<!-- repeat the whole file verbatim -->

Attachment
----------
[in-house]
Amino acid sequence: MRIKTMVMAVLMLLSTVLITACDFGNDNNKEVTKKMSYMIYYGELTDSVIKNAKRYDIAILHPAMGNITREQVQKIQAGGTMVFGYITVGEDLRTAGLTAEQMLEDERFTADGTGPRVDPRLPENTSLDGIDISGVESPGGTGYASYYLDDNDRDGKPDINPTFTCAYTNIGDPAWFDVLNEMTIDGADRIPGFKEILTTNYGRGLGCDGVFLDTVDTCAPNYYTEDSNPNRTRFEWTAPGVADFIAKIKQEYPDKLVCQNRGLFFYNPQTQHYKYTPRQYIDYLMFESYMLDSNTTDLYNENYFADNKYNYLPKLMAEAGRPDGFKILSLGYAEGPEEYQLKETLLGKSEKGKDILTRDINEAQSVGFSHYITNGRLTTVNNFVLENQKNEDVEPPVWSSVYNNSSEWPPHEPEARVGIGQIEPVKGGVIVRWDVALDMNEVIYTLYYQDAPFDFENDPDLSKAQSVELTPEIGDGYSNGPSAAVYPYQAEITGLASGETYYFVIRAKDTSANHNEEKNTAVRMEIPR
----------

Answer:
[in-house]
Amino acid sequence: MRIKTMVMAVLMLLSTVLITACDFGNDNNKEVTKKMSYMIYYGELTDSVIKNAKRYDIAILHPAMGNITREQVQKIQAGGTMVFGYITVGEDLRTAGLTAEQMLEDERFTADGTGPRVDPRLPENTSLDGIDISGVESPGGTGYASYYLDDNDRDGKPDINPTFTCAYTNIGDPAWFDVLNEMTIDGADRIPGFKEILTTNYGRGLGCDGVFLDTVDTCAPNYYTEDSNPNRTRFEWTAPGVADFIAKIKQEYPDKLVCQNRGLFFYNPQTQHYKYTPRQYIDYLMFESYMLDSNTTDLYNENYFADNKYNYLPKLMAEAGRPDGFKILSLGYAEGPEEYQLKETLLGKSEKGKDILTRDINEAQSVGFSHYITNGRLTTVNNFVLENQKNEDVEPPVWSSVYNNSSEWPPHEPEARVGIGQIEPVKGGVIVRWDVALDMNEVIYTLYYQDAPFDFENDPDLSKAQSVELTPEIGDGYSNGPSAAVYPYQAEITGLASGETYYFVIRAKDTSANHNEEKNTAVRMEIPR